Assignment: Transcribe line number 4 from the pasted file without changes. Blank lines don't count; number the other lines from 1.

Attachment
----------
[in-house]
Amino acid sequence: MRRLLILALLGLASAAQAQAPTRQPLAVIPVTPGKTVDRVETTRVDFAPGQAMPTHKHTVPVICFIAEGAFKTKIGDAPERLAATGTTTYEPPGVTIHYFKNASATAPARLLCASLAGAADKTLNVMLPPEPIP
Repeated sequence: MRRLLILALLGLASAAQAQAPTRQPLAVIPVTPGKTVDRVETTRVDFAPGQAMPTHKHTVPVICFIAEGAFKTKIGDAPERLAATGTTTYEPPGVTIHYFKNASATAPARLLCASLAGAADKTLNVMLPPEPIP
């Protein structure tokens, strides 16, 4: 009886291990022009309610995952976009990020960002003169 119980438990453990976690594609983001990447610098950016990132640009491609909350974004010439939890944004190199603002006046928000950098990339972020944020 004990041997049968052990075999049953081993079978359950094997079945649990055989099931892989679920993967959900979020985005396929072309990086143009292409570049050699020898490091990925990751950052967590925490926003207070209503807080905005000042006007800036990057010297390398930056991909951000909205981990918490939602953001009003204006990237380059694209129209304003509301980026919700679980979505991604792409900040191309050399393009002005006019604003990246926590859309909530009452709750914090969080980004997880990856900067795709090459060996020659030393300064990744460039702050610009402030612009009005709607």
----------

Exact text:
């Protein structure tokens, strides 16, 4: 009886291990022009309610995952976009990020960002003169 119980438990453990976690594609983001990447610098950016990132640009491609909350974004010439939890944004190199603002006046928000950098990339972020944020 004990041997049968052990075999049953081993079978359950094997079945649990055989099931892989679920993967959900979020985005396929072309990086143009292409570049050699020898490091990925990751950052967590925490926003207070209503807080905005000042006007800036990057010297390398930056991909951000909205981990918490939602953001009003204006990237380059694209129209304003509301980026919700679980979505991604792409900040191309050399393009002005006019604003990246926590859309909530009452709750914090969080980004997880990856900067795709090459060996020659030393300064990744460039702050610009402030612009009005709607």